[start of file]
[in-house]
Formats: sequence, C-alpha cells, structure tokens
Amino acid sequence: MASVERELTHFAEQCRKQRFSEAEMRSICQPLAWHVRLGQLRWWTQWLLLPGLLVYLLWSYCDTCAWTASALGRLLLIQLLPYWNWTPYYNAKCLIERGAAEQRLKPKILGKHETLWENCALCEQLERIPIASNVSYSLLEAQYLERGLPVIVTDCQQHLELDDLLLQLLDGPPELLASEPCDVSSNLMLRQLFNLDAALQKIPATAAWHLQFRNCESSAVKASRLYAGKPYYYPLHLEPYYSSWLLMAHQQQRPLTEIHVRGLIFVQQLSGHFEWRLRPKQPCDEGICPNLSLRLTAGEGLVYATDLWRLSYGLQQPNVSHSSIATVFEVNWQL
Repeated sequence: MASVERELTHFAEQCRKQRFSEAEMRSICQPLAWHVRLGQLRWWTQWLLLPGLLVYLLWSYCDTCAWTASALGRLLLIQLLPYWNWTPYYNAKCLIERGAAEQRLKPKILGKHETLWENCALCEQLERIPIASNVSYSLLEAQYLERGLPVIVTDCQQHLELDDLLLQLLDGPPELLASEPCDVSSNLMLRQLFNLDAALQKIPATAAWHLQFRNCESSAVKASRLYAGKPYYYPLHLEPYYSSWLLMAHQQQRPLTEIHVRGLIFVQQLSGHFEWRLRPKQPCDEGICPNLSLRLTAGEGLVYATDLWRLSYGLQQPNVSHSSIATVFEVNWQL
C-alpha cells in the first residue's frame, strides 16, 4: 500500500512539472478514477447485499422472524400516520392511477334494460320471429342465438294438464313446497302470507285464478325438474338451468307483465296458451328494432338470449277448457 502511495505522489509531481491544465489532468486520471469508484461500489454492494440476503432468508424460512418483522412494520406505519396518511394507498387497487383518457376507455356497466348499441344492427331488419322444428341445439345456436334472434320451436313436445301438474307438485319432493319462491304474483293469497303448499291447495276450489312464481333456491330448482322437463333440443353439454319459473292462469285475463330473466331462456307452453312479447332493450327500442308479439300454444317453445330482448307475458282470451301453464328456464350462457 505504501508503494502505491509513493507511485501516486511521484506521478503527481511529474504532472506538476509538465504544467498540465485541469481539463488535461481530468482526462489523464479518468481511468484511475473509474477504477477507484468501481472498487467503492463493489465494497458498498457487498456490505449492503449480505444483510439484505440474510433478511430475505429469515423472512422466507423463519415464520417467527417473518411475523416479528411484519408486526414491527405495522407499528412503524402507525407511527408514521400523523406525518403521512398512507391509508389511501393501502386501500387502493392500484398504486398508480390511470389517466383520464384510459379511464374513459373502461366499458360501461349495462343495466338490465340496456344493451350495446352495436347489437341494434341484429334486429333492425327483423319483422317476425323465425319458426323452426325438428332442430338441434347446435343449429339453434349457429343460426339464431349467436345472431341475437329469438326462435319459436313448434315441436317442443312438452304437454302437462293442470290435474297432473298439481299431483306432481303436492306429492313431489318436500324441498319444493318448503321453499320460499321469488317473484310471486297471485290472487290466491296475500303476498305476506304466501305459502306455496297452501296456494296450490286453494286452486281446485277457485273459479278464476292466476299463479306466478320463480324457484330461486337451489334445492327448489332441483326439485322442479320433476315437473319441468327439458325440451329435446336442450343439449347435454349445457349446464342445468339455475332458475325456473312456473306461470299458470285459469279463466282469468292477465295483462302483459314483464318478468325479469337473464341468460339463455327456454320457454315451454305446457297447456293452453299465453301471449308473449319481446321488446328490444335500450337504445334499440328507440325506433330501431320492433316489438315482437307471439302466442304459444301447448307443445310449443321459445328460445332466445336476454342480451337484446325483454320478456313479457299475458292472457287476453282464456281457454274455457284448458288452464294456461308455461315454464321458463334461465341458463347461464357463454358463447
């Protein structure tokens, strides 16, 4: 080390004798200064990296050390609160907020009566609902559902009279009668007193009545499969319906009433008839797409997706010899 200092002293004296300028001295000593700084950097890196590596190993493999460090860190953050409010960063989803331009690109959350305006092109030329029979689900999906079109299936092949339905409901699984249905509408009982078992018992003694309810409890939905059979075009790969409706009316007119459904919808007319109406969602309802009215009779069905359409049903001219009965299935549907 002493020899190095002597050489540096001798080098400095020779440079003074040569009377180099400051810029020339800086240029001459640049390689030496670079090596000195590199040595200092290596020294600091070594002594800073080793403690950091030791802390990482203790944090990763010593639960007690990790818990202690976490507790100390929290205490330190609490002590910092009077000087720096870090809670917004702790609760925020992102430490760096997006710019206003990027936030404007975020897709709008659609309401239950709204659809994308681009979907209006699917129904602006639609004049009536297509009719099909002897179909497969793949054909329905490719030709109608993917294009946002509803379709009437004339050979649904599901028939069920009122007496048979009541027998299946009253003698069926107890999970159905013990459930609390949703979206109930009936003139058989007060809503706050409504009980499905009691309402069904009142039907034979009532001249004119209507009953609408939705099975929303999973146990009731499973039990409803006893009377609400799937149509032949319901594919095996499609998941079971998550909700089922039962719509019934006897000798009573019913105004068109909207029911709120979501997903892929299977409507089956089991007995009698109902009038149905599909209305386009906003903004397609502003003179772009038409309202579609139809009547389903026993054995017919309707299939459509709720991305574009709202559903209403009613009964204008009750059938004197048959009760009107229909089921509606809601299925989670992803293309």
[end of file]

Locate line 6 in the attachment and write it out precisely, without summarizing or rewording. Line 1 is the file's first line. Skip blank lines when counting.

């Protein structure tokens, strides 16, 4: 080390004798200064990296050390609160907020009566609902559902009279009668007193009545499969319906009433008839797409997706010899 200092002293004296300028001295000593700084950097890196590596190993493999460090860190953050409010960063989803331009690109959350305006092109030329029979689900999906079109299936092949339905409901699984249905509408009982078992018992003694309810409890939905059979075009790969409706009316007119459904919808007319109406969602309802009215009779069905359409049903001219009965299935549907 002493020899190095002597050489540096001798080098400095020779440079003074040569009377180099400051810029020339800086240029001459640049390689030496670079090596000195590199040595200092290596020294600091070594002594800073080793403690950091030791802390990482203790944090990763010593639960007690990790818990202690976490507790100390929290205490330190609490002590910092009077000087720096870090809670917004702790609760925020992102430490760096997006710019206003990027936030404007975020897709709008659609309401239950709204659809994308681009979907209006699917129904602006639609004049009536297509009719099909002897179909497969793949054909329905490719030709109608993917294009946002509803379709009437004339050979649904599901028939069920009122007496048979009541027998299946009253003698069926107890999970159905013990459930609390949703979206109930009936003139058989007060809503706050409504009980499905009691309402069904009142039907034979009532001249004119209507009953609408939705099975929303999973146990009731499973039990409803006893009377609400799937149509032949319901594919095996499609998941079971998550909700089922039962719509019934006897000798009573019913105004068109909207029911709120979501997903892929299977409507089956089991007995009698109902009038149905599909209305386009906003903004397609502003003179772009038409309202579609139809009547389903026993054995017919309707299939459509709720991305574009709202559903209403009613009964204008009750059938004197048959009760009107229909089921509606809601299925989670992803293309």